7. celeron24

    celeron24 TPF Noob!

    Joined:
    May 16, 2007
    Messages:
    1
    Likes Received:
    0
    Can others edit my Photos:
    Photos NOT OK to edit
    I've done a few portrait shoots for almost a year now, and I must say that the 85mm 1.4 is a must have in portrait photography. It gives you that lucid "bokeh" while also offering a very crisp sharpness of your subject. It truly is a great investment when you want to delve in portrait shots.




    alcoholism treatment
     
  8. Garbz

    Garbz No longer a newbie, moving up!

    Joined:
    Oct 26, 2003
    Messages:
    9,713
    Likes Received:
    203
    Location:
    Brisbane, Australia
    Can others edit my Photos:
    Photos NOT OK to edit
    Very nice lens indeed but I really couldn't care about the VR lens :) I do find when I used this lens and lenses of the same focal length to be a bit hard on a D200. You really need some distance from the subject to use this one. I'd recommend the 85mm, but then you wouldn't get the macro.

    celeron24 welcome to TPF
     
  9. fmw

    fmw No longer a newbie, moving up!

    Joined:
    Sep 30, 2006
    Messages:
    2,602
    Likes Received:
    137
    It's interesting to see how fashion has changed over the years. When I was a young buck "portrait" lenses were soft focus lenses. It would have been bad manners for a photographer to take crisp sharp image of a person and show all those human imperfections in the skin. The "portrait" lenses were designed with a bunch of chromatic aberration in them to soften the skin. Today we talk about tack sharp lenses for making portraits. 180 degree change in fashion.

    I'm not sure I have ever used a "portrait" focal length for a portrait but, in the 35mm days, the 105mm f2.5 Nikkor was considered the ideal focal length for portrait head shots. I tended to use longer lenses and medium format personally in those days but I think the 105 would work well with a DSLR but, as mentioned above, would require the photographer to step back a little.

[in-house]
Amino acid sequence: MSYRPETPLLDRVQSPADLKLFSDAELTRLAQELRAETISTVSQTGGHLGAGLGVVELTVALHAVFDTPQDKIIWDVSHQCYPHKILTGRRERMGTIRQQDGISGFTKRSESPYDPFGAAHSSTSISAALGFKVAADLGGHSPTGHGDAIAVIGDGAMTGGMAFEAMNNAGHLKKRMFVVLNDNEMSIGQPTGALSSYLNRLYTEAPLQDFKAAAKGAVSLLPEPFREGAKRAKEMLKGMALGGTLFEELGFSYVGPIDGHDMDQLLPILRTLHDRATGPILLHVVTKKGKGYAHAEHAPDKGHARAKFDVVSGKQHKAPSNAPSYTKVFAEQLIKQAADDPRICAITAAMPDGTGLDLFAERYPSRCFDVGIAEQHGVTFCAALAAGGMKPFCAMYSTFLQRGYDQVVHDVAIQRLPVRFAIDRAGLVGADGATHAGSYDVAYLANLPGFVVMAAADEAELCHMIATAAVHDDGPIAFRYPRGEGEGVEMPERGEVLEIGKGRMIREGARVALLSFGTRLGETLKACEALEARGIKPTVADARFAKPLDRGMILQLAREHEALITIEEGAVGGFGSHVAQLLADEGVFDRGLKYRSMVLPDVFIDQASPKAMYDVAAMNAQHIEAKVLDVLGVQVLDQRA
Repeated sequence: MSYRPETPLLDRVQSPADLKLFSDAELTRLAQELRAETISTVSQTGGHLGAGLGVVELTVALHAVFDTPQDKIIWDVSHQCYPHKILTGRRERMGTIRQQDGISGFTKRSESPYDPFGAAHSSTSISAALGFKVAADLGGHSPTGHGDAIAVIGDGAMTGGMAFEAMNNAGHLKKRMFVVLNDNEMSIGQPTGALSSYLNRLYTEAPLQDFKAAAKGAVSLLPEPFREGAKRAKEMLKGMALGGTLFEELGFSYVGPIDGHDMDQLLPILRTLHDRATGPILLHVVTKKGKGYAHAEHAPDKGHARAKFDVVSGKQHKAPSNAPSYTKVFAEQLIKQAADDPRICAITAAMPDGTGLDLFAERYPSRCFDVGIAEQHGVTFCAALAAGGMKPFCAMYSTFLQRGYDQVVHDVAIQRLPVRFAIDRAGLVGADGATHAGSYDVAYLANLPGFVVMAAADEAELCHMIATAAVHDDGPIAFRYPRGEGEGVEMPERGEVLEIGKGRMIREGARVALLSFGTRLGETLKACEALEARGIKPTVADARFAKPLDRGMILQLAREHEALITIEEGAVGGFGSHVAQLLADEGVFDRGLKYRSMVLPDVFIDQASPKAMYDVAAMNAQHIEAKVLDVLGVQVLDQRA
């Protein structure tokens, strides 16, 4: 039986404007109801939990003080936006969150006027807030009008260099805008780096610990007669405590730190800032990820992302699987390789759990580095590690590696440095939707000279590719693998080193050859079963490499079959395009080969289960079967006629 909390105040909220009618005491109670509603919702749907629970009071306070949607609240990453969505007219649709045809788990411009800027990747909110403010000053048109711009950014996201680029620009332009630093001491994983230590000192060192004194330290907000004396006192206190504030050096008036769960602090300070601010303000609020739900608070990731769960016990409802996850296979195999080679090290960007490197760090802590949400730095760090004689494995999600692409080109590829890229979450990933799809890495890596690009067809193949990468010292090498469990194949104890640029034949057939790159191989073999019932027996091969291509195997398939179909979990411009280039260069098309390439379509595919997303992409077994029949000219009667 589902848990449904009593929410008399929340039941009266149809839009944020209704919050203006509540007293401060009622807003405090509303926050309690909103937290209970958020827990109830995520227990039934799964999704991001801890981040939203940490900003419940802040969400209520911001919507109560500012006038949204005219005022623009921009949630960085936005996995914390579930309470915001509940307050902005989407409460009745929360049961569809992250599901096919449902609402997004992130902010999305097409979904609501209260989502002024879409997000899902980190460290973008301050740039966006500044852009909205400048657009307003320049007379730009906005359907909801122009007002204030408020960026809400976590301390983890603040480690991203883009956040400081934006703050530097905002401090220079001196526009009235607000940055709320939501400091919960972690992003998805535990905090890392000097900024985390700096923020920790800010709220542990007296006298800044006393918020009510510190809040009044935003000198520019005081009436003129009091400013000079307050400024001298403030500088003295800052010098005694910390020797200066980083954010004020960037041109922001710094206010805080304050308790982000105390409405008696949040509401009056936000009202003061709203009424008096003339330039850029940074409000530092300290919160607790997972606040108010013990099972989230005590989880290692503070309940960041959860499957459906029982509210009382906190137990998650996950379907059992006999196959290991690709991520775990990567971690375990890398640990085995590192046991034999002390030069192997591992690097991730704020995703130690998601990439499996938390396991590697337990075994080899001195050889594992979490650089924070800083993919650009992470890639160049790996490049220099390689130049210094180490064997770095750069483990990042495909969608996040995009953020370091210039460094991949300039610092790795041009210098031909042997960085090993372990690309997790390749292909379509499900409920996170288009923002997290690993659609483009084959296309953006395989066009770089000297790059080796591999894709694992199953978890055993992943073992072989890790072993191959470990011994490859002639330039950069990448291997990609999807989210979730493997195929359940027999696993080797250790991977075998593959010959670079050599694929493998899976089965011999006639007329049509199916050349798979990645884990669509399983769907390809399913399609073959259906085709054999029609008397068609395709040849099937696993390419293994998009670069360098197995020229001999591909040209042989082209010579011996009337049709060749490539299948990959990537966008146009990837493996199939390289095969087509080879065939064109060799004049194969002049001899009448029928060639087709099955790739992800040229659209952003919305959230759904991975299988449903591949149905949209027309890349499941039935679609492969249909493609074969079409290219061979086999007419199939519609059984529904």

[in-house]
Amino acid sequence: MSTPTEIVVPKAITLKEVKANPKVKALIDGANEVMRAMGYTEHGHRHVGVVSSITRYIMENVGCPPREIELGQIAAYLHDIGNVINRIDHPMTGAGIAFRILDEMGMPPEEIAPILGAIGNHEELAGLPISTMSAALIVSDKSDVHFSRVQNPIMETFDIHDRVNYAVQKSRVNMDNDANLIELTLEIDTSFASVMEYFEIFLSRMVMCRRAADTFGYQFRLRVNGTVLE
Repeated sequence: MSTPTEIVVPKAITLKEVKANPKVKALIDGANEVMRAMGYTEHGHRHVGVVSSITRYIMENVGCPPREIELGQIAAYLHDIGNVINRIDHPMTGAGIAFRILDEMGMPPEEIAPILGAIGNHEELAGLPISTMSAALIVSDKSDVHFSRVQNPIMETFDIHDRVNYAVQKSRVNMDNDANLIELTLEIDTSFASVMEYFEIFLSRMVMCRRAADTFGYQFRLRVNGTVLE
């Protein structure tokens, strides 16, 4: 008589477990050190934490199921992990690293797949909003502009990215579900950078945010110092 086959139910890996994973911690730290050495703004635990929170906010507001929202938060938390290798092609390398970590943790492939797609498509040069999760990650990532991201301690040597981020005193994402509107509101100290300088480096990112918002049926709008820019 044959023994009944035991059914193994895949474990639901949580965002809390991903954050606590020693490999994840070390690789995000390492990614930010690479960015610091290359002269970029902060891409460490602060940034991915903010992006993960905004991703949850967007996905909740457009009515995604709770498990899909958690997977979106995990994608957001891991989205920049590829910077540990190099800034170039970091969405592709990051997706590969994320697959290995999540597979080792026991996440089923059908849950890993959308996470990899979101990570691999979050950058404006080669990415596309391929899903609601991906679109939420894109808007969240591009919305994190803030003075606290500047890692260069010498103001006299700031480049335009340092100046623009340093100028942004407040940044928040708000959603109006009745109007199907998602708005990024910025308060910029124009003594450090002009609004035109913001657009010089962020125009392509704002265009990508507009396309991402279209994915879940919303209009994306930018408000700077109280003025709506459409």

The idea of using a macro lens is actually pretty good. It is a little like stepping back to the old days. Macro lenses are corrected for close focus and tend to be a little soft when used at the subject distances of regular lenses. Might be the ideal choice. If I ever use the DSLR for a portrait I'll put the 60mm Micro Nikkor on it to try it out.
     
  10. L. Wood

    L. Wood TPF Noob!

    Joined:
    May 10, 2007
    Messages:
    33
    Likes Received:
    0
    I totally understand about the softer lenses for portraits. However, if your image doesn't start with crisp detail, then you can not get it back. Photoshop and noiseware are great for the soft look. Anyway, I also agree with you on the medium format for portraits. Love medium format. My dream camera is a Mamiya with a digital back. I used a pentax med. format film camera for a while and I prefer the 4x5 negative. O.k. now to the point. With the longer lenses like the 85mm and 105mm, how far back are we talking??? 5 ft, 7ft? If it is too far back it makes shooting children more difficult. They require a lot of attention.
    Thanks for your input.
     
  11. DSLR noob

    DSLR noob TPF Noob!

    Joined:
    Feb 7, 2007
    Messages:
    1,527
    Likes Received:
    7
    Location:
    Atlanta, GA
    Can others edit my Photos:
    Photos OK to edit
    Haha, 105....... on a cropped DSLR............... I imagine like 20 feet or more. I need to stand about 12 feet away from people when I want a full body shot with my 50mm, but with portraits you DO want a long lens while standing far back.It is all about the angle of view. I say the 85 1.4 is perfect. then do the whole "look at the ducky" thing from 10 to 15 feet away for a facial portrait.
     
  12. L. Wood

    L. Wood TPF Noob!

    Joined:
    May 10, 2007
    Messages:
    33
    Likes Received:
    0
    Thanks for the info on distance. That helps my decision!
     

Share This Page